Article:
Darwin’s comments on the “difference in the mental powers of the two sexes” in Descent of man 2: 326–9 are complex, and further complicated by views on inheritance that might seem strange today. He begins with a nod to the view that there is no difference, which he denies, not, at first, on the grounds of women’s lesser intelligence, but on the grounds of their greater tenderness. So far, so conciliatory; a difference in disposition is something Darwin can support from observations of other mammals. Men, on the other hand, have the “unfortunate birthright” of competitiveness (inherent in male competition for females), which can lead to selfishness. However, men have achieved higher eminence in all fields; and Darwin attributes this not to social causes, but to the very habit of dogged persistence that he thought arose from constant competition. (This view of the key to male success is interesting in the light of Darwin’s own opinion of his “genius”; he suggested the motto “It is dogged as does it” for scientific workers, and generally thought patience and persistence more valuable than inspiration. [Editor’s Note: This is so fascinating! But I can see why that motto didn’t catch on…]) Additionally, Darwin thought that constant fighting and hunting would have led to greater “observation, reason, invention or imagination”. (He does not discuss whether the conditions of female life, even stereotypically confined to childcare, housekeeping, and “gathering”, would have developed similar qualities.)
At this point, Darwin applies his own logic of inheritance. Darwin believed that faculties developed later in life were likely to be transmitted only to one’s own sex, whereas faculties developed earlier in life could be transmitted to both. Hence, the particular skills that men acquired through adult conflict and struggle would tend to be passed to their sons only, entrenching sexual difference.
By the end of this passage, Darwin has concluded that “man has ultimately become superior to women”, and is expressing relief that equal inheritance of characters has generally prevailed among mammals, otherwise
man would have become as superior in endowment to woman, as the peacock is in ornamental plumage to the peahen.
This seems a conservative conclusion: but he believes that women can, with an effort, raise themselves to the same standards as men. The measures he describes (training in energy and perseverance; having her reason and imagination exercised to the highest point) suggests that the effort involved amounts to having the same education as men, who must maintain their superiority in a similarly effortful way. Oddly, though, he can only imagine this improvement being disseminated infinitely slowly (if at all), by inheritance from a few educated women, rather than more rapidly by universal education.
When he was asked by Caroline A. Kennard, an American campaigner for women’s education, to explain his views, Darwin responded as follows:
The question to which you refer is a very difficult one. I have discussed it briefly in my `Descent of Man’. I certainly think that women though generally superior to men [in] moral qualities are inferior intellectually; & there seems to me to be a great difficulty from the laws of inheritance, (if I understand these laws rightly) in their becoming the intellectual equals of man. On the other hand there is some reason to believe that aboriginally (& to the present day in the case of Savages) men & women were equal in this respect, & this wd. greatly favour their recovering this equality. But to do this, as I believe, women must become as regular ‘bread-winners’ as are men; & we may suspect that the early education of our children, not to mention the happiness of our homes, would in this case greatly suffer.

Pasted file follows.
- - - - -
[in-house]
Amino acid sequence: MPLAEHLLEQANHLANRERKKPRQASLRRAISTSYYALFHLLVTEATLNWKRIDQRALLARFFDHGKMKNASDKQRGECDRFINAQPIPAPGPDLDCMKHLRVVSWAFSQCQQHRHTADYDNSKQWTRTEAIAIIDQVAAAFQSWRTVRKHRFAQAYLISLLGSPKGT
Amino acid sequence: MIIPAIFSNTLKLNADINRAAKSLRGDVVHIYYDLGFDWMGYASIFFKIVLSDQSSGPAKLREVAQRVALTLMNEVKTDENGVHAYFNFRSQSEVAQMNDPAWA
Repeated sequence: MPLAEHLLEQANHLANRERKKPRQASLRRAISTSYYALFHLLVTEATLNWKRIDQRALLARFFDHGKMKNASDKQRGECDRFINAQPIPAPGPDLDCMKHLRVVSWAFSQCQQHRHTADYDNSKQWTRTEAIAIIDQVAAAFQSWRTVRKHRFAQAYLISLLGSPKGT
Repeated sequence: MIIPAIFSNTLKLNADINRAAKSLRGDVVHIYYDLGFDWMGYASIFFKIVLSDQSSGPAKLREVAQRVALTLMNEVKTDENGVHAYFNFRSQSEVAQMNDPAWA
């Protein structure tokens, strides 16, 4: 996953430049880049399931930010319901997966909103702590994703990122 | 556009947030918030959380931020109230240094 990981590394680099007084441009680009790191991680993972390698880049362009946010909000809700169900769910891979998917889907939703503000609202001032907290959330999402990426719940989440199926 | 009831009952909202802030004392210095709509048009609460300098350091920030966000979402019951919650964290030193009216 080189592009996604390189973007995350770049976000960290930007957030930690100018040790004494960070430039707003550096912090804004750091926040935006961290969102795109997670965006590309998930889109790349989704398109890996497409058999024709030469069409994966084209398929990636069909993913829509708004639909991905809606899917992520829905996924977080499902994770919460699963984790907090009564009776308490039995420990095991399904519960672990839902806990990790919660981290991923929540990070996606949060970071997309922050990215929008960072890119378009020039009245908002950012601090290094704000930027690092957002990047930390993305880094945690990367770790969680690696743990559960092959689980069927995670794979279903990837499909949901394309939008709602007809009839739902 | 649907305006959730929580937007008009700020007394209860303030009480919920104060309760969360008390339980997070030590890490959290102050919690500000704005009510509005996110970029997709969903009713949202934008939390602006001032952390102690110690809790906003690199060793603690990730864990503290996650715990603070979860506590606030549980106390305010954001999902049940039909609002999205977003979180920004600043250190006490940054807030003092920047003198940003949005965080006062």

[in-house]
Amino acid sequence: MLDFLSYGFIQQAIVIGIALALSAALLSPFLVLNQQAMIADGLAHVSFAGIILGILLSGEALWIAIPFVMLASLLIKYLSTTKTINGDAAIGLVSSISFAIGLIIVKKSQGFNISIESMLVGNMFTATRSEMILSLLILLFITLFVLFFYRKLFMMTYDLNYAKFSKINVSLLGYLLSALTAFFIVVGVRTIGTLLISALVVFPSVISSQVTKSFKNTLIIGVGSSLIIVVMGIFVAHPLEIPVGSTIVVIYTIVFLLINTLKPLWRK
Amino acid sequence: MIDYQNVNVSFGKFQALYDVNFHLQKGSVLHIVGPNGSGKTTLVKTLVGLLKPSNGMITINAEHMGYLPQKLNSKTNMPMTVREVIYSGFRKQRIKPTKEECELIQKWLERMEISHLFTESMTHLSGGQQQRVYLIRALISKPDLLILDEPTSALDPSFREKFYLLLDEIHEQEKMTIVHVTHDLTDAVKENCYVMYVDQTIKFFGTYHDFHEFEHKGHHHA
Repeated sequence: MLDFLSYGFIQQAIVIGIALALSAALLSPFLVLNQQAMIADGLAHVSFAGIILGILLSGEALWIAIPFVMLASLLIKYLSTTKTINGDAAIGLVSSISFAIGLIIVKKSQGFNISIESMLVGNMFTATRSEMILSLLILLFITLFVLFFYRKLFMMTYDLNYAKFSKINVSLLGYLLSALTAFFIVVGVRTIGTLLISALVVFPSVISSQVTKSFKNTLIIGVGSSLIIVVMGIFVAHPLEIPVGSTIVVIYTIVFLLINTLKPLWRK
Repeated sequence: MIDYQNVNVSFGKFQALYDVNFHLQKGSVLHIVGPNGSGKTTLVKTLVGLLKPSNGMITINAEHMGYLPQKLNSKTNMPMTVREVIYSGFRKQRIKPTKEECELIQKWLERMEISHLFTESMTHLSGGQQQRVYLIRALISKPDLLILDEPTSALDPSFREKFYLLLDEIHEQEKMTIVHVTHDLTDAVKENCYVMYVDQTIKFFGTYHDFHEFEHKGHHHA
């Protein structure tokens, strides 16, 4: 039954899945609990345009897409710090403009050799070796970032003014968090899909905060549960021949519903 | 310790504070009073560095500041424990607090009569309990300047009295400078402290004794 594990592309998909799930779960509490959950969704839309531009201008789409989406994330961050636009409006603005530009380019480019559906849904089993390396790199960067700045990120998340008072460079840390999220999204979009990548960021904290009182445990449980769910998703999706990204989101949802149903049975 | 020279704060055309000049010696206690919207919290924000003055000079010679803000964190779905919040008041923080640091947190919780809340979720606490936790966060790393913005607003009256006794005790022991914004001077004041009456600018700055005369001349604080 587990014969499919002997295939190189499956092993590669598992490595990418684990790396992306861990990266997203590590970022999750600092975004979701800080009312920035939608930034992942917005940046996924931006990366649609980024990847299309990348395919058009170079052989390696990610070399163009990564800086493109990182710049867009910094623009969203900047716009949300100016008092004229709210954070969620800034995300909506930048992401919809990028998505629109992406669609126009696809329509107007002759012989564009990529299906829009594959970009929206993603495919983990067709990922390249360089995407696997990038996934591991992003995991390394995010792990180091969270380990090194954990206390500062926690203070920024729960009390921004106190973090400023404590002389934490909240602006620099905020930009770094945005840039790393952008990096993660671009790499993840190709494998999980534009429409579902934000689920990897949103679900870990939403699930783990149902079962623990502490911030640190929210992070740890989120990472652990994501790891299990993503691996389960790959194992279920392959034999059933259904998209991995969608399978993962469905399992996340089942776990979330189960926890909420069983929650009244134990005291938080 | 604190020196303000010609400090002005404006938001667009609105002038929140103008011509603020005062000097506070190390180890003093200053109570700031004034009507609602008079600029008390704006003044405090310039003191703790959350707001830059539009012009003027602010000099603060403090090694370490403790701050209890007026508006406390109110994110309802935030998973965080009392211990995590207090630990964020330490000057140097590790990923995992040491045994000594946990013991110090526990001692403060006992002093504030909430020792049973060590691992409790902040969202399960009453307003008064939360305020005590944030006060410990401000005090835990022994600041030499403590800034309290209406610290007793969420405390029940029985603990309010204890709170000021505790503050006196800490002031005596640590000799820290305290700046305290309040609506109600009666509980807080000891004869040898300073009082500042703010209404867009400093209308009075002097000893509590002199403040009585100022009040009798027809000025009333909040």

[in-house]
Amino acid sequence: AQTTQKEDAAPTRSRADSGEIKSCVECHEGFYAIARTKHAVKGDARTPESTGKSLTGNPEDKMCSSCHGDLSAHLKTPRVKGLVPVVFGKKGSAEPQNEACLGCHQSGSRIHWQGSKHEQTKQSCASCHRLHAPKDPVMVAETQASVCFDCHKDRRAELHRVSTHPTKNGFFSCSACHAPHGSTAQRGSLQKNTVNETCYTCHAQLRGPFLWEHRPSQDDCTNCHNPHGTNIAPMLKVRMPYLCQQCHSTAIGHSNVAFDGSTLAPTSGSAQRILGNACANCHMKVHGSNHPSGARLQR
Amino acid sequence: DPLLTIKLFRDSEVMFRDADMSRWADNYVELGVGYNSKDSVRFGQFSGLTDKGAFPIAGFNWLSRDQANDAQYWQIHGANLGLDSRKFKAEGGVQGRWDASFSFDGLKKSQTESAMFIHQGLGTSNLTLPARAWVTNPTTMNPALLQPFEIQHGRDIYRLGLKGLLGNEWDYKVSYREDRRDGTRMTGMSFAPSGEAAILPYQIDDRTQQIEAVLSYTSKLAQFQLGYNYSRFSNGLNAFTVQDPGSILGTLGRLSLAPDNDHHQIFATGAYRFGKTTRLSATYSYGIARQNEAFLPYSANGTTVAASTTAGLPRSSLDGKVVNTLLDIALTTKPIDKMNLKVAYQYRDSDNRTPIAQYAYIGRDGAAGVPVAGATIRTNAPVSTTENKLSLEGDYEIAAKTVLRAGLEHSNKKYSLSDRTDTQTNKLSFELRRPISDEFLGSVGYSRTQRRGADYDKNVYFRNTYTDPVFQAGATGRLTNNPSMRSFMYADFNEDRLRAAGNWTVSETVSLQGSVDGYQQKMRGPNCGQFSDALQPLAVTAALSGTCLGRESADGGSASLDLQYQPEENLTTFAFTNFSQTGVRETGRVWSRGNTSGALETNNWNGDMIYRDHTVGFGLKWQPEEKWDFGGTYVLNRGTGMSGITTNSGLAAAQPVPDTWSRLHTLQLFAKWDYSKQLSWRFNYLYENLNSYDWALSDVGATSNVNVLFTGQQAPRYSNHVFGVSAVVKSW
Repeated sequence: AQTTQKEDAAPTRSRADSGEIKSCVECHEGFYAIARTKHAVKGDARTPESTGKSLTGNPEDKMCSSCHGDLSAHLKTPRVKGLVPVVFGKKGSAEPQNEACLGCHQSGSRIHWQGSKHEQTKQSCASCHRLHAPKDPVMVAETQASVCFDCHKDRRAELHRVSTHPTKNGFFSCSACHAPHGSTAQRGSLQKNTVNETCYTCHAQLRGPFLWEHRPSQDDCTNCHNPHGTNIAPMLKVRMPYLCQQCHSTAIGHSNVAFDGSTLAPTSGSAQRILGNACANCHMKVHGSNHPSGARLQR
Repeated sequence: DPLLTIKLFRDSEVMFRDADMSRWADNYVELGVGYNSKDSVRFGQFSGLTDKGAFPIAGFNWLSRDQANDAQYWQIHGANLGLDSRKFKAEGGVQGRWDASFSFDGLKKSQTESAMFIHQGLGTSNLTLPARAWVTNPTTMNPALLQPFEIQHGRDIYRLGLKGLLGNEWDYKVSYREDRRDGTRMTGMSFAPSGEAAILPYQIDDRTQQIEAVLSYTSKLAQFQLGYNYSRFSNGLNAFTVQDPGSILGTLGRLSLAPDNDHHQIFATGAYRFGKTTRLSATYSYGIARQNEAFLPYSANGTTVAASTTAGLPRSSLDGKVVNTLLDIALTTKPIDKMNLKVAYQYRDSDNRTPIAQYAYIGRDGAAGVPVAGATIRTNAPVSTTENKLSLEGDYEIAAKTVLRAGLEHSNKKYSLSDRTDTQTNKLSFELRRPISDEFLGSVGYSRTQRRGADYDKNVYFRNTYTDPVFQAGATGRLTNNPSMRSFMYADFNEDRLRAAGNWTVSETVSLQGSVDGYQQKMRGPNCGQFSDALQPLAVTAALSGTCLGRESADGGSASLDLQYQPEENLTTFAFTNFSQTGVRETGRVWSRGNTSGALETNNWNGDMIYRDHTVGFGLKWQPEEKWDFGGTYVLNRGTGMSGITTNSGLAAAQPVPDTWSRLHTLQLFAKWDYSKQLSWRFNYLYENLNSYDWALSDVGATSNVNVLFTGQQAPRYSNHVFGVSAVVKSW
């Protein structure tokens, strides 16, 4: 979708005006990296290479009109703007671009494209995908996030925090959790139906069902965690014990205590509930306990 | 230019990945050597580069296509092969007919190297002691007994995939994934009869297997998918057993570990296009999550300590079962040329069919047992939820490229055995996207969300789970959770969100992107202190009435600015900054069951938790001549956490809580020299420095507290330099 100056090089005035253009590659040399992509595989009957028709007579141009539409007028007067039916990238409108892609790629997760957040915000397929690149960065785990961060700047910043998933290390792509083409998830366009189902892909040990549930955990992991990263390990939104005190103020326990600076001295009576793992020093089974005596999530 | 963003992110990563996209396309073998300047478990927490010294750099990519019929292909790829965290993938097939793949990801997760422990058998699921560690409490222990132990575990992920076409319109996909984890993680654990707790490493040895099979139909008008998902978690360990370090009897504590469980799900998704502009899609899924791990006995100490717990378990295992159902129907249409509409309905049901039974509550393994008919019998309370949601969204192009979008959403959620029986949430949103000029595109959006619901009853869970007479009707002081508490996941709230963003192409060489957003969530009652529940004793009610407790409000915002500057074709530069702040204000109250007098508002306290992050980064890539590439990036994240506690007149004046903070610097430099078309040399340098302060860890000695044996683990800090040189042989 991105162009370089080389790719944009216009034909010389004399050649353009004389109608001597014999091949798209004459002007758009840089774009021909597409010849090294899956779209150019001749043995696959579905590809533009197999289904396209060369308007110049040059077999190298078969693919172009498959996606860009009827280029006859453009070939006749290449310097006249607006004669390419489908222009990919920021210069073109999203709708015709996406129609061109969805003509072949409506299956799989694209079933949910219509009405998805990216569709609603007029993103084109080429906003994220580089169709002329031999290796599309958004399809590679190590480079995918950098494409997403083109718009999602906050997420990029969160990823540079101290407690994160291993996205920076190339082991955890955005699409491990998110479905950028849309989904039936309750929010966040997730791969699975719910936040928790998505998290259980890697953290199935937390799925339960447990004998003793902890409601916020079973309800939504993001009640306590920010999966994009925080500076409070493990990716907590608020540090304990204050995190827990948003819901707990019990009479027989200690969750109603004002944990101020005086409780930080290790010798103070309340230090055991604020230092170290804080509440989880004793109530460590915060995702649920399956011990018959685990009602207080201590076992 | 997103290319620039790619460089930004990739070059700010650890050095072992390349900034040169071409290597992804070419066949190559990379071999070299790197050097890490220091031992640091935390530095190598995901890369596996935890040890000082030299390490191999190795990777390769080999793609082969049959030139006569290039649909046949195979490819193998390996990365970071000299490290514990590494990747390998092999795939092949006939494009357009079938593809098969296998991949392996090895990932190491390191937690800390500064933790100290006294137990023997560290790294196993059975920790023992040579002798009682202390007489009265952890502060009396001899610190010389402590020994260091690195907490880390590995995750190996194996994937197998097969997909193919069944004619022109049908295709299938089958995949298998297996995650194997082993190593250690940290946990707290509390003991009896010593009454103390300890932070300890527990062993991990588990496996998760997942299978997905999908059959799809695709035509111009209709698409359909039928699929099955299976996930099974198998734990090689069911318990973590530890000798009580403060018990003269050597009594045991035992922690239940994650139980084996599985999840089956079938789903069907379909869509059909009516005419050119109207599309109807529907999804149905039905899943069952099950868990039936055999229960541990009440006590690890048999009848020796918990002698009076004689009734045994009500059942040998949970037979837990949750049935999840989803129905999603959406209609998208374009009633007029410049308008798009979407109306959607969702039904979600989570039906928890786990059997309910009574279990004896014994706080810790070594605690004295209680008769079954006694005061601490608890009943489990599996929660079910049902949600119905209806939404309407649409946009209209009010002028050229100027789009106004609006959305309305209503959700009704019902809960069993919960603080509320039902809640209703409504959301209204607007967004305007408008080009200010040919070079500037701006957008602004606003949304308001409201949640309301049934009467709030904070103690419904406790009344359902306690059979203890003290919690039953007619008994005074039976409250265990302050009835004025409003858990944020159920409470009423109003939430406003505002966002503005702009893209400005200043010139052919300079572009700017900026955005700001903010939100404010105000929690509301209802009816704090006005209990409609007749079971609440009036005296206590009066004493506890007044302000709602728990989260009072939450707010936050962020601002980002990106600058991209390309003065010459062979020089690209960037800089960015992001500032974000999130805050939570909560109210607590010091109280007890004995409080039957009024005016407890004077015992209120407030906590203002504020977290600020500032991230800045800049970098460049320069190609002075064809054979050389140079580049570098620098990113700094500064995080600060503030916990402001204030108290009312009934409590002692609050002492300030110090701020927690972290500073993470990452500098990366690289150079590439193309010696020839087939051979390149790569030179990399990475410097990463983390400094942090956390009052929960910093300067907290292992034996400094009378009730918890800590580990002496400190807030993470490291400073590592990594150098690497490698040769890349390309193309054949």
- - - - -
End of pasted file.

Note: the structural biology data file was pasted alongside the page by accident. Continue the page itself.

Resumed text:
Kennard responded that to all intents and purposes, women were already breadwinners; that they often had to earn money to put their brothers through college, and that the mental exercise of running a household was fully equivalent to that of paid employment.
No doubt many reasons underlie Darwin’s conservative yet courteous and somewhat provisional account of the female intellect. If Darwin’s account seems contradictory, and at odds with his personal knowledge of talented and intelligent women, it’s perhaps because he believed in the plasticity of evolving species much more than we do now. Nowadays it’s axiomatic in some circles that humans have not been civilised for long enough for much impact to have been made on our Stone-Age genes, so that arguments about gender difference and gender equality are often based on assumption about prehistory, awkwardly enough. But for Darwin, the conditions of his own era were having an immediate impact, and if conditions changed, so might the biological restraints on the sexes. He was conservative in his views and not sure that would be a good thing; but he didn’t think it was an impossible thing. He supported his undoubtedly traditional views with the logic of inheritance as he saw it, but he wasn’t entirely sure he’d got that right. Perhaps that accounts for his generally genial and supportive relationships with women.
Darwin Correspondence Project: http://www.darwinproject.ac.uk/
Darwin Correspondence Project, gender pages: http://www.darwinproject.ac.uk/darwin-and-gender-intro
On Kennard: http://www.darwinproject.ac.uk/namedef-2660
Descent of man, 1st ed., vol. 2: http://darwin-online.org.uk/content/frameset?itemID=F937.2&viewtype=text&pageseq=1